a leader because of my unwed motherhood, an American convert responded, "... why not just make her
wear a big red Z on all of her clothes, for zina, so everyone can steer clear and judge her for the rest of
her life, like the adulteress in The Scarlet Letter?" Finally, the men at my mosque were putting me on
trial, trying to banish me -- a symbolic exile from our community.It was my mother, Sajida, strong and
supportive and curious, who first sought out Nathaniel Hawthorne's novel. "You are Hester Prynne," she
told me when she closed the cover. I read it next, and she was right: the elders of our mosque were like
the seventeenthcentury Puritans in The Scarlet Letter who sentenced a single mother, Hester Prynne, to
forever wear the letter A on her chest as punishment for the adultery in which she had conceived a
child.Three hundred years later, I was being subjected to the same experience of religious scrutiny,
censure, and community rejection in a country that was founded on religious freedom. But could I garner
anywhere near the strength of Hester's inner character in the inquisition that I faced? To walk into my
house of worship was to invite the demons of hatred into my life. With a deep breath I opened the door,
my son scampering inside ahead of me. A throng of bearded men, in sad-colored garments and gray,
steeple-crowned hats, intermixed with women, some wearing hoods, and others bareheaded, was
assembled in front of a wooden edifice, the door of which was heavily timbered with oak, and studded with
iron spikes. An assembly of my community sat, mostly men with beards, crocheted prayer caps, and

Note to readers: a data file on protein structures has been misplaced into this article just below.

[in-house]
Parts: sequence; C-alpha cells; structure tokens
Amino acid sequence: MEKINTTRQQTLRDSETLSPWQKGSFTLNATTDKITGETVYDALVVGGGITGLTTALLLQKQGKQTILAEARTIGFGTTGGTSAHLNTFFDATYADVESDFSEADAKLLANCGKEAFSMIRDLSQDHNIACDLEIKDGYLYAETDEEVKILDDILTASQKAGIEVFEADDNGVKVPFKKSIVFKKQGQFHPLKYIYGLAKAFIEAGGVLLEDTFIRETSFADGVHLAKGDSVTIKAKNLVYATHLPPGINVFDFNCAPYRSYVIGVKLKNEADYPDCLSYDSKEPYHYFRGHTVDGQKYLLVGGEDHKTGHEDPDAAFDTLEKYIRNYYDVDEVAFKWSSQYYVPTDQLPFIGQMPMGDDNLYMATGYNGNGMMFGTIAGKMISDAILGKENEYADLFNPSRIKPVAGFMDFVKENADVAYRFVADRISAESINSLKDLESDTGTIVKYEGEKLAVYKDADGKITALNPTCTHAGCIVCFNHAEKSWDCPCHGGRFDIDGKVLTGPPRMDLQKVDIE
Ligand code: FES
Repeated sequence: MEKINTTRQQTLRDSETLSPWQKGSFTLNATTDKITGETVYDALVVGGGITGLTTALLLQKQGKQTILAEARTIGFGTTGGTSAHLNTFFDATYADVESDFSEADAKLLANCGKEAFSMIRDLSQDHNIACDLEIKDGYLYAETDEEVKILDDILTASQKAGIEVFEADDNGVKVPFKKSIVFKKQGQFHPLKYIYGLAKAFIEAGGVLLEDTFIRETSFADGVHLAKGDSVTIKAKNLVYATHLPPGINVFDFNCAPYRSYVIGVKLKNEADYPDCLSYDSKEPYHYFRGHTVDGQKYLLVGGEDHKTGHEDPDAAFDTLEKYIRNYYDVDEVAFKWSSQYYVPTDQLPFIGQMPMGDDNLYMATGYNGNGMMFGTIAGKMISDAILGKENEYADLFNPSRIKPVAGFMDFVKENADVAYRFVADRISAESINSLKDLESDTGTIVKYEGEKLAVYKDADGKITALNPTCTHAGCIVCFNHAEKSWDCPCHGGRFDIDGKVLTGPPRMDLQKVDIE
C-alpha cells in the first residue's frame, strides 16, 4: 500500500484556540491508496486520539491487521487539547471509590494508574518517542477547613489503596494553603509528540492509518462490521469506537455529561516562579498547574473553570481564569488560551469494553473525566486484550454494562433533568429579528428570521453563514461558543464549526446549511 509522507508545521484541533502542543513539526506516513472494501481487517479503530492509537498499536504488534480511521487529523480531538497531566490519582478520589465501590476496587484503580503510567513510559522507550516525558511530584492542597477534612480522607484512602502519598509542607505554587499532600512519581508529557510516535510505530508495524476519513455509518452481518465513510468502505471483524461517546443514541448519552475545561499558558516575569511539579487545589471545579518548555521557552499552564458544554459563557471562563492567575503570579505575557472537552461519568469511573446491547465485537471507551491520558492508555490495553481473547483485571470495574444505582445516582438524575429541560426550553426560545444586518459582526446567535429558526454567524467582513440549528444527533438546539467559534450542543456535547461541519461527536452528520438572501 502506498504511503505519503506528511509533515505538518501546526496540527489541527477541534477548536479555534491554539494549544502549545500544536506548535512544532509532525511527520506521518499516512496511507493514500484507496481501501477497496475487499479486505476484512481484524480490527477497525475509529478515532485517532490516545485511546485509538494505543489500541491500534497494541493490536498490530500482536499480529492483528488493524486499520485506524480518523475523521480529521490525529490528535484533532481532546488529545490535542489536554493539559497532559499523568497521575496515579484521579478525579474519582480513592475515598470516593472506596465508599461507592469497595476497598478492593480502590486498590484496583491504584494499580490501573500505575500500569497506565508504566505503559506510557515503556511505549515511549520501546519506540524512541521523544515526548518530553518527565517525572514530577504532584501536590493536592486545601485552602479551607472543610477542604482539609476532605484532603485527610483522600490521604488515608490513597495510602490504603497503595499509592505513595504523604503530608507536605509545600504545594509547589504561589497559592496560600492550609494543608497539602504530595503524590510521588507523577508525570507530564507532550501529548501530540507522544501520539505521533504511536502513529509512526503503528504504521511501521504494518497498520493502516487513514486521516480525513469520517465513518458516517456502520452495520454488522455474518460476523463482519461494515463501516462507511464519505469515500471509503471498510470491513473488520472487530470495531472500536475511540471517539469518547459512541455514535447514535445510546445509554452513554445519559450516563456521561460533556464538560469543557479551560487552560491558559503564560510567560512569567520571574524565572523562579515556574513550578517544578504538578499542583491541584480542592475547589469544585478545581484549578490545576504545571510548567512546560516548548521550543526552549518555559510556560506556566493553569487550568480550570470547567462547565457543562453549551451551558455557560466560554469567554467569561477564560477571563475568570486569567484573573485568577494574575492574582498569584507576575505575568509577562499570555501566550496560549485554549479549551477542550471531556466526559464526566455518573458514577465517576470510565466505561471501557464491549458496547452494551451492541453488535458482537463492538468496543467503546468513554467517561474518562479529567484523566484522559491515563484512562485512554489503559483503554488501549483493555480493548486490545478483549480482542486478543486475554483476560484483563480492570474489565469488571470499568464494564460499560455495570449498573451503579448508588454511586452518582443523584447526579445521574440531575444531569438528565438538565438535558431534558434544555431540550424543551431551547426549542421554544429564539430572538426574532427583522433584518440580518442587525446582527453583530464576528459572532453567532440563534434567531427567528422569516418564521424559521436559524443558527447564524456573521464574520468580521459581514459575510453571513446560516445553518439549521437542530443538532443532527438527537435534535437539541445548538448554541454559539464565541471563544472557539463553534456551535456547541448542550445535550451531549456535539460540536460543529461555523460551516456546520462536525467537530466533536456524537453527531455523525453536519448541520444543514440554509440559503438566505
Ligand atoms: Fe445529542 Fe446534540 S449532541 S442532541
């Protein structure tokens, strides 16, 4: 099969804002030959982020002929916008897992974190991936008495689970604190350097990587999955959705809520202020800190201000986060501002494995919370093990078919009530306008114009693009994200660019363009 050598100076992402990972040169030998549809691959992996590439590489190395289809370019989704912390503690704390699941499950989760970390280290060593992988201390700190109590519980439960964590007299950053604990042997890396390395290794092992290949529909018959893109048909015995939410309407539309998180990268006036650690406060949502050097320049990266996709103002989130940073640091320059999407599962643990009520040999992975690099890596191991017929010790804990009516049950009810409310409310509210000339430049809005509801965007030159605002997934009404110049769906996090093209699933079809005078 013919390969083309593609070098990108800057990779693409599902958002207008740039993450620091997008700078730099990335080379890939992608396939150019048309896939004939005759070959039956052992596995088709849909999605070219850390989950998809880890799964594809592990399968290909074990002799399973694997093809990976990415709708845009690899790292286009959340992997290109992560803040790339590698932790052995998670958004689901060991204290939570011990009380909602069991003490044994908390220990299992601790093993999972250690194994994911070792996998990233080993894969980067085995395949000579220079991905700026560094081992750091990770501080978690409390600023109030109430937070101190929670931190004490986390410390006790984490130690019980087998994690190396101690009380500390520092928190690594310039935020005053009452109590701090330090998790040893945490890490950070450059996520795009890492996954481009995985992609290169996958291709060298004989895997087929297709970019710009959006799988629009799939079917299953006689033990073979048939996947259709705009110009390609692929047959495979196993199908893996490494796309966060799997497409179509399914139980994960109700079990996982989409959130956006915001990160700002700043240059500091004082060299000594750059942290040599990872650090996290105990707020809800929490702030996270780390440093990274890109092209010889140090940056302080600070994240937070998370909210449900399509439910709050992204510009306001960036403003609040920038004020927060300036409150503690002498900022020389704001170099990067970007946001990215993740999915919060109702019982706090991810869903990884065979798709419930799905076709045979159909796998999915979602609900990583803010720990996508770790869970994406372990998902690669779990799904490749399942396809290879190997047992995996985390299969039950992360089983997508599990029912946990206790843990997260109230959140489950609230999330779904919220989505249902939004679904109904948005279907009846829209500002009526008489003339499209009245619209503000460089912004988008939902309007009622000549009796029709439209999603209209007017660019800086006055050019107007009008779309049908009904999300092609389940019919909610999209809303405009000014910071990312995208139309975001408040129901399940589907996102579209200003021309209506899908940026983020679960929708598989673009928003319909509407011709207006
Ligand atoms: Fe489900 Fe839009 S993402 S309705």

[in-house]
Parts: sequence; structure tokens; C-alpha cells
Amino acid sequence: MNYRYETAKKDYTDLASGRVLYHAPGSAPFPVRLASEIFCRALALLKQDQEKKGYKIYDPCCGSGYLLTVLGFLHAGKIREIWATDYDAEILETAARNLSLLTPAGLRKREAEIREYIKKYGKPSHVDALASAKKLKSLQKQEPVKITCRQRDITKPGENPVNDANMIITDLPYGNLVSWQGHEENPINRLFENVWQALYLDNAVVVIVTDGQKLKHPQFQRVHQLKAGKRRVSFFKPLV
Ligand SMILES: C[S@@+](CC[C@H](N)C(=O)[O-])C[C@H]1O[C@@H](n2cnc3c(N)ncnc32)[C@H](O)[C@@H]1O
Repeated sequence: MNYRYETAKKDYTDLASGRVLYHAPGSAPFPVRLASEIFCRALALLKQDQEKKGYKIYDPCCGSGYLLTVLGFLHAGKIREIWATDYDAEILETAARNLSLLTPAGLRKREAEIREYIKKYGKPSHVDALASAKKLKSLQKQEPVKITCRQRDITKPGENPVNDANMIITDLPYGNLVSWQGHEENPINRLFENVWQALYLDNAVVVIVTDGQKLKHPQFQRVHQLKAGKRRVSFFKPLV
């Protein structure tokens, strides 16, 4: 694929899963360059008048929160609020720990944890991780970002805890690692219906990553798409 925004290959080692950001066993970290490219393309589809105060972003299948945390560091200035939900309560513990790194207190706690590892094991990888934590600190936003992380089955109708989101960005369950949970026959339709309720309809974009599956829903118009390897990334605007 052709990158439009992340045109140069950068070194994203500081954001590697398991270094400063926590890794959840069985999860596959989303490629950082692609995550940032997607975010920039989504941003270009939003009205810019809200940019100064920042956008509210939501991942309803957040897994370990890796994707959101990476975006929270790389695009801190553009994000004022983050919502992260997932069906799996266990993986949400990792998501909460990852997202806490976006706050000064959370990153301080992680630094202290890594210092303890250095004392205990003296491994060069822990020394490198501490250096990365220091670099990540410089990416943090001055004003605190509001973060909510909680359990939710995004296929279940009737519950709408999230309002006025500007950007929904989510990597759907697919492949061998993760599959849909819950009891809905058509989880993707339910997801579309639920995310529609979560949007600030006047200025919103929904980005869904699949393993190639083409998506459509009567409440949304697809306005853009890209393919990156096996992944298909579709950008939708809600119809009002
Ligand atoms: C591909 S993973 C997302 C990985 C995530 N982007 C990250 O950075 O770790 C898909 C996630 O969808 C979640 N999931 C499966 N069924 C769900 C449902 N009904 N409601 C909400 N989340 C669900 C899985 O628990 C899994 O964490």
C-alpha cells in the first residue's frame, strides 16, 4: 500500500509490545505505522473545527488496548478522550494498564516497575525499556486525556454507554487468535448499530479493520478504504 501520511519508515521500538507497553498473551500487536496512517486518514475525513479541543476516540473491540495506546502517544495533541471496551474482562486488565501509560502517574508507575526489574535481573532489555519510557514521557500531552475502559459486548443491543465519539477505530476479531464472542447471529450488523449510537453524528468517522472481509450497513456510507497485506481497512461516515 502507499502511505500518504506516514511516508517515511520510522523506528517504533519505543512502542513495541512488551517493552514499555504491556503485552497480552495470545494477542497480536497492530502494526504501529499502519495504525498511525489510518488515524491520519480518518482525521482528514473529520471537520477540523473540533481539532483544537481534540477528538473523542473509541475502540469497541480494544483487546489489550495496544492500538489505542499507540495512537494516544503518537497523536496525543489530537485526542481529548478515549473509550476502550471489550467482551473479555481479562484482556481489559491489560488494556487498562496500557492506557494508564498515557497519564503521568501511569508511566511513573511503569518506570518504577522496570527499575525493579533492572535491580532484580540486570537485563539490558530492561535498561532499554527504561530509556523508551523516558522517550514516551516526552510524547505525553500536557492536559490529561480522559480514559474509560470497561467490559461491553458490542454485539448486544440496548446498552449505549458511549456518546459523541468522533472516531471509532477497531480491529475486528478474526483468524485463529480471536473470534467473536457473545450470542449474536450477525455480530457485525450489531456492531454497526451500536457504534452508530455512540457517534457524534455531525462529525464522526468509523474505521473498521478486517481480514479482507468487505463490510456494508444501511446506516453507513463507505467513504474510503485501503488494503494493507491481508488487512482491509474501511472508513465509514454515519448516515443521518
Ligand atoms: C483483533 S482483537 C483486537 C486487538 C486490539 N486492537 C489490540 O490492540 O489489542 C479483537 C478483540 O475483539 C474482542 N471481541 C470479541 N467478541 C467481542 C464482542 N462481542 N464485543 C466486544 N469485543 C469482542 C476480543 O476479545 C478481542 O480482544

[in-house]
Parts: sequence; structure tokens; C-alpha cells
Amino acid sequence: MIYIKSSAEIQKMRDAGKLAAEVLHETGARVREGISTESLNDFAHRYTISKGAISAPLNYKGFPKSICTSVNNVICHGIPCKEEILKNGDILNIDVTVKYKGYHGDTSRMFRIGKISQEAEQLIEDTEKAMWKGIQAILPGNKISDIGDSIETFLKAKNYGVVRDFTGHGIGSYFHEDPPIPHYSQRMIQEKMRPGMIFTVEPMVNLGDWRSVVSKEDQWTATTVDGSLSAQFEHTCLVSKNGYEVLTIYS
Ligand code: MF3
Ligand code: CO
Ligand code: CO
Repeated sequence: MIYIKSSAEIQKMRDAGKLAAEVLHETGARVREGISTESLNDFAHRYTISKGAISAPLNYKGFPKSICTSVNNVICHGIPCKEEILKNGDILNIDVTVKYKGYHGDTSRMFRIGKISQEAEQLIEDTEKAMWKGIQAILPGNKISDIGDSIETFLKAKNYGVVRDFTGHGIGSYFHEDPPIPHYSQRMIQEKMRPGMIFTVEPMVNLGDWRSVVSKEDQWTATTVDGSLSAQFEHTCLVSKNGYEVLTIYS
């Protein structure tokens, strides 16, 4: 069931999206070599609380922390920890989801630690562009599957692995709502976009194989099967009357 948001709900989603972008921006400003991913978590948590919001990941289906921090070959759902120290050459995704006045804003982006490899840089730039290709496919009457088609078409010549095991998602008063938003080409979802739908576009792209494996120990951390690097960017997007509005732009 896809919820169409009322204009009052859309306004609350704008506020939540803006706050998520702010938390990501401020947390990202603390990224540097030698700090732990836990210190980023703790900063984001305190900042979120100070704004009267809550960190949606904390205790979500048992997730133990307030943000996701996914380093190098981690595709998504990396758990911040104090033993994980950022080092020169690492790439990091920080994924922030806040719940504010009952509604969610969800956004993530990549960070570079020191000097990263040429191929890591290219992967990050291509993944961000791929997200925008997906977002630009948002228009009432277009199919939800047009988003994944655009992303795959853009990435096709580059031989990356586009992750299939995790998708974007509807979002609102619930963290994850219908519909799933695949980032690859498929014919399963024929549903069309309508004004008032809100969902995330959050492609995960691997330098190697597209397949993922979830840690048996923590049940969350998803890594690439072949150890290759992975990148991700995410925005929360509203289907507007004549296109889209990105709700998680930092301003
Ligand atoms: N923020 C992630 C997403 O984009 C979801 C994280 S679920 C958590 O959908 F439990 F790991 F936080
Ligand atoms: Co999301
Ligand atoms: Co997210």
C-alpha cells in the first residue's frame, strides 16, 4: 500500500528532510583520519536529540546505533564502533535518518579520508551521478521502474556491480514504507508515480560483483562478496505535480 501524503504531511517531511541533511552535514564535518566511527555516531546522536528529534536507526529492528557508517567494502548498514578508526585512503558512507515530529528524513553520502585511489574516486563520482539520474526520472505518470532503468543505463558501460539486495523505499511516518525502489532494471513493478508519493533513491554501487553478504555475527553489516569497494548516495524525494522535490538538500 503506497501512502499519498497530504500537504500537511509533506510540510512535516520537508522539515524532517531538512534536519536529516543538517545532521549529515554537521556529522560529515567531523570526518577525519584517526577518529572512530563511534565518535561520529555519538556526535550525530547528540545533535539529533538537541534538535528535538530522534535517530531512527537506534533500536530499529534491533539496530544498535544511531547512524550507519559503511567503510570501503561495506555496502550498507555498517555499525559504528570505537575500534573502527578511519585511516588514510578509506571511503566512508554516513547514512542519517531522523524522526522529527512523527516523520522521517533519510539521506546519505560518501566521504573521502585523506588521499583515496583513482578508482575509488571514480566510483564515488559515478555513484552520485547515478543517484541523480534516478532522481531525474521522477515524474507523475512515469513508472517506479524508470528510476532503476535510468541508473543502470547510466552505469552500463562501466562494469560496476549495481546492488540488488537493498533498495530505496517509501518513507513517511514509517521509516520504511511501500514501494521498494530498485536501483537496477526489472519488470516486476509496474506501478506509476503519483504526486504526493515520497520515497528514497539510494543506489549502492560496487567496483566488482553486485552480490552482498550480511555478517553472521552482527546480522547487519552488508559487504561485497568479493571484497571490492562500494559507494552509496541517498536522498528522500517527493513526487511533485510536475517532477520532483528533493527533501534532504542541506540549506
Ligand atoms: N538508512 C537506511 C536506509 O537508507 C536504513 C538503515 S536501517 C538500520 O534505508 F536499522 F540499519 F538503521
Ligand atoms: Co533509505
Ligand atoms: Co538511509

dim-colored pants and T-shirts; others were clean-shaven, intermixed with women hooded with hijab, the
head covering of Muslim women. I tucked my jet black hair into the hood of the oversize black, hooded
jacket I had won in a beach volleyball tournament in my younger days. Like Hester most of her life, hiding
her lush hair under a cap, I was making myself asexual in this world in which my sexuality had become
the evidence of my criminality. But my jacket had the label "Six Pack," insider volleyball lingo for the
power of a hard-driven spike hitting an opponent's face.I took a seat...
Author Bio
Camille Peri
Camille Peri was a founding editor of the Mothers Who Think website at and coeditor, with
Kate Moses, of the American Book Award–winning anthology Mothers Who Think: Tales of Real-Life
Parenthood. She lives in San Francisco with her husband and two sons.Don’t miss the next book by your
favorite author. Sign up now for AuthorTracker by visiting

Kate Moses
Kate Moses is a former contributing writer for and one of the founding editors of Salon’s
Mothers Who Think. She is also the author of Wintering: A Novel of Sylvia Plath, winner of the Janet
Heidinger Kafka Prize, as well as coeditor, with Camille Peri, of Mothers Who Think: Tales of Real-Life
Parenthood. She lives in San Francisco with her husband and two children.Don’t miss the next book by
your favorite author. Sign up now for AuthorTracker by visiting

"Skip the flowers and candy this Mother’s Day, and buy this book instead."